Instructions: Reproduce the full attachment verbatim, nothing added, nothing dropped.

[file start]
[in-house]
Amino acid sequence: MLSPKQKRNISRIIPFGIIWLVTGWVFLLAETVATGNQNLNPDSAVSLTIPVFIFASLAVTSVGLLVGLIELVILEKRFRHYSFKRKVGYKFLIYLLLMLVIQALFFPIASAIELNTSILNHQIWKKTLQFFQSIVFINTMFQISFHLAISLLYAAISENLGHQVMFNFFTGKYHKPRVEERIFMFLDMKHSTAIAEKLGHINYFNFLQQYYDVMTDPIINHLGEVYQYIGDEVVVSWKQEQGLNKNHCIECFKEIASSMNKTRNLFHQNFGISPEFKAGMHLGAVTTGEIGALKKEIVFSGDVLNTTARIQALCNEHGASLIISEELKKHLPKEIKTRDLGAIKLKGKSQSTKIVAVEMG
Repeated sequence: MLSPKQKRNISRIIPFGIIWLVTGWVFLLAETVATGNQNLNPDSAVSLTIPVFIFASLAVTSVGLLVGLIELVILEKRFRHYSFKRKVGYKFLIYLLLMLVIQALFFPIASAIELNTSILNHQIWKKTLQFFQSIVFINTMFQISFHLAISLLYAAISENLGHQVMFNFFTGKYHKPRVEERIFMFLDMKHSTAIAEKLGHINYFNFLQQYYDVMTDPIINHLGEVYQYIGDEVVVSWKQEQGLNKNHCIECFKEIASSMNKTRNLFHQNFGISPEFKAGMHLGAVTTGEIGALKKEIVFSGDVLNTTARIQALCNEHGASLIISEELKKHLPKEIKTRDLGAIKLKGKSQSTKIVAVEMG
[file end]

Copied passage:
[in-house]
Amino acid sequence: MLSPKQKRNISRIIPFGIIWLVTGWVFLLAETVATGNQNLNPDSAVSLTIPVFIFASLAVTSVGLLVGLIELVILEKRFRHYSFKRKVGYKFLIYLLLMLVIQALFFPIASAIELNTSILNHQIWKKTLQFFQSIVFINTMFQISFHLAISLLYAAISENLGHQVMFNFFTGKYHKPRVEERIFMFLDMKHSTAIAEKLGHINYFNFLQQYYDVMTDPIINHLGEVYQYIGDEVVVSWKQEQGLNKNHCIECFKEIASSMNKTRNLFHQNFGISPEFKAGMHLGAVTTGEIGALKKEIVFSGDVLNTTARIQALCNEHGASLIISEELKKHLPKEIKTRDLGAIKLKGKSQSTKIVAVEMG
Repeated sequence: MLSPKQKRNISRIIPFGIIWLVTGWVFLLAETVATGNQNLNPDSAVSLTIPVFIFASLAVTSVGLLVGLIELVILEKRFRHYSFKRKVGYKFLIYLLLMLVIQALFFPIASAIELNTSILNHQIWKKTLQFFQSIVFINTMFQISFHLAISLLYAAISENLGHQVMFNFFTGKYHKPRVEERIFMFLDMKHSTAIAEKLGHINYFNFLQQYYDVMTDPIINHLGEVYQYIGDEVVVSWKQEQGLNKNHCIECFKEIASSMNKTRNLFHQNFGISPEFKAGMHLGAVTTGEIGALKKEIVFSGDVLNTTARIQALCNEHGASLIISEELKKHLPKEIKTRDLGAIKLKGKSQSTKIVAVEMG